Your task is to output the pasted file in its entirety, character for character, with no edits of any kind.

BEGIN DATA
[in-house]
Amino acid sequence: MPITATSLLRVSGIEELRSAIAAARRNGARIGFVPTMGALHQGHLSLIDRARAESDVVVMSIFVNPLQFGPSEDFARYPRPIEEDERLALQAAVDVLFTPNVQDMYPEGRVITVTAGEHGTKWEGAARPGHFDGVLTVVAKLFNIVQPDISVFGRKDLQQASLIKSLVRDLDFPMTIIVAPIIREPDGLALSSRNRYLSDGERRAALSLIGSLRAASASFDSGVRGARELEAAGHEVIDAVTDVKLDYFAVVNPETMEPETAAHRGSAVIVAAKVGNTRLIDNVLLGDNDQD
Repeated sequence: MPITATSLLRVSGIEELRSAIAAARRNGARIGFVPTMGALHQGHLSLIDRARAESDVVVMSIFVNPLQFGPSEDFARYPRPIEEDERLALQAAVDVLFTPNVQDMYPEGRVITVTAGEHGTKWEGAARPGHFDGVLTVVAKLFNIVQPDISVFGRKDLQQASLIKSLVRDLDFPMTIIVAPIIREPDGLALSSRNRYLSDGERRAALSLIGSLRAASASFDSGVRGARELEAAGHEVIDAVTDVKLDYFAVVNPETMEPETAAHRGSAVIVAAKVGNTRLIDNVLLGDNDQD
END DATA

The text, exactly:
[in-house]
Amino acid sequence: MPITATSLLRVSGIEELRSAIAAARRNGARIGFVPTMGALHQGHLSLIDRARAESDVVVMSIFVNPLQFGPSEDFARYPRPIEEDERLALQAAVDVLFTPNVQDMYPEGRVITVTAGEHGTKWEGAARPGHFDGVLTVVAKLFNIVQPDISVFGRKDLQQASLIKSLVRDLDFPMTIIVAPIIREPDGLALSSRNRYLSDGERRAALSLIGSLRAASASFDSGVRGARELEAAGHEVIDAVTDVKLDYFAVVNPETMEPETAAHRGSAVIVAAKVGNTRLIDNVLLGDNDQD
Repeated sequence: MPITATSLLRVSGIEELRSAIAAARRNGARIGFVPTMGALHQGHLSLIDRARAESDVVVMSIFVNPLQFGPSEDFARYPRPIEEDERLALQAAVDVLFTPNVQDMYPEGRVITVTAGEHGTKWEGAARPGHFDGVLTVVAKLFNIVQPDISVFGRKDLQQASLIKSLVRDLDFPMTIIVAPIIREPDGLALSSRNRYLSDGERRAALSLIGSLRAASASFDSGVRGARELEAAGHEVIDAVTDVKLDYFAVVNPETMEPETAAHRGSAVIVAAKVGNTRLIDNVLLGDNDQD